After a few years of writing stage plays, I started writing screenplays. My first film script landed me a literary manager in L.A. and was a hot product for about 15 seconds. Maverick Films, at the time co-owned by Madonna, loved the script and took it into studios, all of which passed.

My second script was optioned by a production company but no movie was made. At least their check cleared the bank.

I have since had two more full-length scripts optioned, as well as two short scripts, one of which was made into a dreadful movie.

Then Arlene and I moved to San Miguel de Allende, Mexico, and I wrote a book about our experiences as inept expats, a humorous memoir titled Nobody Knows the Spanish I Speak, published by Fuze Publishing. It was voted the #2 book in San Miguel. I’ll talk more about my humorous memoir in future blogs.  Better still, don’t wait for me — go ahead and click the Buy My Book tab for details.

In my blog entries, in short (and I am), I plan to dangle the occasional modifier, split an infinitive or two, mix a batch of metaphors, and chat.

Vaya con nachos!

Freeing the Narcissist Within

Geodesic Dome

Post-college my resume read like a good-grief of odd jobs: military journalist, medical librarian, college instructor, book packer, mill worker, business owner, technical writer, software documentation manager, marketing manager, marketing director. If I could have thrown in gold prospector and hobo, I would have been Jack London.

Between and during those jobs, I always worked on creative projects, mostly writing and cartooning and, like many writers and artists, all of it in my spare time.

While at work, in addition to doing my regular job, I’d also be doing what’s known in the computer industry as “background processing,” working out story problems in the garage of my mind and jotting down notes so I wouldn’t forget. If I happened to get mugged coming home from work, the unlucky guy would get scraps of paper and Post-it Notes with bits of dialogue, plot points, and partly developed scenes on them.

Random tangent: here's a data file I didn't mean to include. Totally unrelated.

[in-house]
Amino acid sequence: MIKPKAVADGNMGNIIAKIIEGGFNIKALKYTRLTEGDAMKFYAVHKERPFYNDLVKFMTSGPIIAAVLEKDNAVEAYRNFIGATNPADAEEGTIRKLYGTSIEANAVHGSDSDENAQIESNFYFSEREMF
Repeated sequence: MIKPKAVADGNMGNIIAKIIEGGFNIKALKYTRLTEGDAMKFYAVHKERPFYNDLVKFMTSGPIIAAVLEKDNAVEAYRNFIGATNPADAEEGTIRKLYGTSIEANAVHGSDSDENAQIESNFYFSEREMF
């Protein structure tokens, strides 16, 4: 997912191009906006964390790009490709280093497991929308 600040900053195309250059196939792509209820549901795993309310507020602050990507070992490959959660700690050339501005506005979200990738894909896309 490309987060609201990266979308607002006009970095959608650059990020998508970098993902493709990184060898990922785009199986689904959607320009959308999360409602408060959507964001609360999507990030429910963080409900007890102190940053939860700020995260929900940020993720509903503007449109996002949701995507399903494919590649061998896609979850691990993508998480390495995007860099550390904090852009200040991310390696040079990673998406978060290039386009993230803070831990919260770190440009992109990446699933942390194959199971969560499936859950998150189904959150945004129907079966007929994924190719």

Not exactly stuff you can easily fence.

For a few years, after hours, I even tried standup comedy to get over my shyness and really sucked at it—the standup part, not the shyness. Comedy bits about attending the Hemlock Society’s Christmas Party (“Stay away from the punch”), and lines like “What do you say we go up to my place and exchange bilabial fricatives?” did not exactly kill in biker bars.

On the other hand, the tobacco smoke nearly killed me.

One night a member of a successful improv group complained to me that she couldn’t write or tell jokes. In fact, she confessed to knowing only one joke and told it. She said: “I like my men like I like my ham—cured.”

I thought it sounded more like a cheesy pickup line than a joke, and used it as a jumping off point for my first play. When I was done writing it, I gave the play to my wife, Arlene, to read. She’s always my first and most honest critic.

“This play is about dating,” she said. “What the hell do you know about dating?”

Arlene was right, of course.

 

The Man Who Knew Diddly Squat

Mark-photo-for-web

My name is Mark Saunders, and there’s a lot I can’t do. I can’t tune-up a car’s engine. I can’t cook, unless grilled cheese sandwiches count. I can’t run marathons. I can’t rewire a house or unclog a drain or put down floor tile or build a tree fort.

Or write software code.

I can’t sing. In fact, I had the early, sole distinction of being banished from the seventh grade choir in Holy Family Catholic School, Citrus Heights, California. Look it up.

I’m not allowed near the family bank account.

Both physics and technology baffle me. I can’t understand how a Boeing 747 weighing 900,000 pounds when fully-loaded can stay in the air. I once saw a poster of the insides of a computer; the intricate pattern of a motherboard made my head spin. I felt nauseous and had to sit down.

I currently live in the central highlands of Mexico, and I can barely speak Spanish. In short, if I starred in a Hitchcock movie it would be titled “The Man Who Knew Diddly Squat.”

EXT. STREET – DAY
A rotund Rod Steiger look-alike in a police uniform stares at Diddly. The cop chews on a toothpick. Spits it out. Hikes up his pants. Beat.

ROD STEIGER LOOK-ALIKE
What do they call you down there?

DIDDLY
They call me Mr. Squat.

What I can do, however, is talk about humor, because that’s the one link that’s connected me from childhood until now. And that’s what I plan to do in this blog, sharing everything from brief essays to tips on writing humor to samples of my gag cartoons to the occasional funny quote from someone else.

For instance, here’s one of my cartoons:
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And I’ll share quotes like this:

“In elementary school, in case of fire you have to line up quietly in a single file line from smallest to tallest. What is the logic? Do tall people burn slower?”
Warren Hutcherson

Stick around. We’ll have fun.